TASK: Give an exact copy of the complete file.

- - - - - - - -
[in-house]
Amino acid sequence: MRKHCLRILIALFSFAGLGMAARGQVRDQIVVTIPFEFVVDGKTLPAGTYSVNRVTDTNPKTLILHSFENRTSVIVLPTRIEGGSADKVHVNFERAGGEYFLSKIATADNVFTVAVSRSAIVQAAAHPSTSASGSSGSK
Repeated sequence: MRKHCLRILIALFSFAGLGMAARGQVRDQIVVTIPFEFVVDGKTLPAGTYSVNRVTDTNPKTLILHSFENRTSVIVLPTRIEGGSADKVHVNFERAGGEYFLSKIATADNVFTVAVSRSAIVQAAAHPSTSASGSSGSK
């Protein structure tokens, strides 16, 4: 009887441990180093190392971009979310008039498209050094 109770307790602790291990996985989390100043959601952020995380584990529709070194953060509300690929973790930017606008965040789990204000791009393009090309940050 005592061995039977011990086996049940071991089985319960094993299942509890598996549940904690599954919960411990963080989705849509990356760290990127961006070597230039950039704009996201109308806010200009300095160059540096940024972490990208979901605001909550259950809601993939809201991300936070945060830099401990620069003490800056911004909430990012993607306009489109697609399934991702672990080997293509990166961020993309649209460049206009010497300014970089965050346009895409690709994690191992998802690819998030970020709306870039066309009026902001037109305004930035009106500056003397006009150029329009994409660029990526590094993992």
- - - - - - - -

[in-house]
Amino acid sequence: MRKHCLRILIALFSFAGLGMAARGQVRDQIVVTIPFEFVVDGKTLPAGTYSVNRVTDTNPKTLILHSFENRTSVIVLPTRIEGGSADKVHVNFERAGGEYFLSKIATADNVFTVAVSRSAIVQAAAHPSTSASGSSGSK
Repeated sequence: MRKHCLRILIALFSFAGLGMAARGQVRDQIVVTIPFEFVVDGKTLPAGTYSVNRVTDTNPKTLILHSFENRTSVIVLPTRIEGGSADKVHVNFERAGGEYFLSKIATADNVFTVAVSRSAIVQAAAHPSTSASGSSGSK
């Protein structure tokens, strides 16, 4: 009887441990180093190392971009979310008039498209050094 109770307790602790291990996985989390100043959601952020995380584990529709070194953060509300690929973790930017606008965040789990204000791009393009090309940050 005592061995039977011990086996049940071991089985319960094993299942509890598996549940904690599954919960411990963080989705849509990356760290990127961006070597230039950039704009996201109308806010200009300095160059540096940024972490990208979901605001909550259950809601993939809201991300936070945060830099401990620069003490800056911004909430990012993607306009489109697609399934991702672990080997293509990166961020993309649209460049206009010497300014970089965050346009895409690709994690191992998802690819998030970020709306870039066309009026902001037109305004930035009106500056003397006009150029329009994409660029990526590094993992």